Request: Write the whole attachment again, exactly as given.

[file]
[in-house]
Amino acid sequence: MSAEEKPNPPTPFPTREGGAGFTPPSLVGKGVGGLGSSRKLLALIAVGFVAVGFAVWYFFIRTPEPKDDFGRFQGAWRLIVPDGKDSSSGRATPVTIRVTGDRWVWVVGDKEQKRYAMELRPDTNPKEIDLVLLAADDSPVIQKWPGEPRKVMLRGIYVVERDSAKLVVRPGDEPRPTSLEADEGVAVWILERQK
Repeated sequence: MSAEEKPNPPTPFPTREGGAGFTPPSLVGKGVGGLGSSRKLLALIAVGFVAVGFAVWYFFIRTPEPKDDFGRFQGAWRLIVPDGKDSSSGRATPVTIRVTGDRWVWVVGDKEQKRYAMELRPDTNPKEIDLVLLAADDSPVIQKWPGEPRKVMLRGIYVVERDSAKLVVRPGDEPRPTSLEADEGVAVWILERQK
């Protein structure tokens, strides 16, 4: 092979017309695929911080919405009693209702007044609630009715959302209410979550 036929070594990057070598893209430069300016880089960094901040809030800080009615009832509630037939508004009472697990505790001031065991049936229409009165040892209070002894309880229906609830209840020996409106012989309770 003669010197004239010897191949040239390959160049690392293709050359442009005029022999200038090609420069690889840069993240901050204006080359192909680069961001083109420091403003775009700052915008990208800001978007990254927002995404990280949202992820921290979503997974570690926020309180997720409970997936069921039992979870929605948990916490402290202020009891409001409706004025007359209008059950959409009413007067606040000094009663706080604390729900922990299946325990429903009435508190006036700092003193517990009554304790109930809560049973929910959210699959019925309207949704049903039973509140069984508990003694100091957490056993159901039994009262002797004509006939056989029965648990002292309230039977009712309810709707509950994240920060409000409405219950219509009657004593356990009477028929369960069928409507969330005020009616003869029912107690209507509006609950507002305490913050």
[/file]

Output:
[in-house]
Amino acid sequence: MSAEEKPNPPTPFPTREGGAGFTPPSLVGKGVGGLGSSRKLLALIAVGFVAVGFAVWYFFIRTPEPKDDFGRFQGAWRLIVPDGKDSSSGRATPVTIRVTGDRWVWVVGDKEQKRYAMELRPDTNPKEIDLVLLAADDSPVIQKWPGEPRKVMLRGIYVVERDSAKLVVRPGDEPRPTSLEADEGVAVWILERQK
Repeated sequence: MSAEEKPNPPTPFPTREGGAGFTPPSLVGKGVGGLGSSRKLLALIAVGFVAVGFAVWYFFIRTPEPKDDFGRFQGAWRLIVPDGKDSSSGRATPVTIRVTGDRWVWVVGDKEQKRYAMELRPDTNPKEIDLVLLAADDSPVIQKWPGEPRKVMLRGIYVVERDSAKLVVRPGDEPRPTSLEADEGVAVWILERQK
């Protein structure tokens, strides 16, 4: 092979017309695929911080919405009693209702007044609630009715959302209410979550 036929070594990057070598893209430069300016880089960094901040809030800080009615009832509630037939508004009472697990505790001031065991049936229409009165040892209070002894309880229906609830209840020996409106012989309770 003669010197004239010897191949040239390959160049690392293709050359442009005029022999200038090609420069690889840069993240901050204006080359192909680069961001083109420091403003775009700052915008990208800001978007990254927002995404990280949202992820921290979503997974570690926020309180997720409970997936069921039992979870929605948990916490402290202020009891409001409706004025007359209008059950959409009413007067606040000094009663706080604390729900922990299946325990429903009435508190006036700092003193517990009554304790109930809560049973929910959210699959019925309207949704049903039973509140069984508990003694100091957490056993159901039994009262002797004509006939056989029965648990002292309230039977009712309810709707509950994240920060409000409405219950219509009657004593356990009477028929369960069928409507969330005020009616003869029912107690209507509006609950507002305490913050």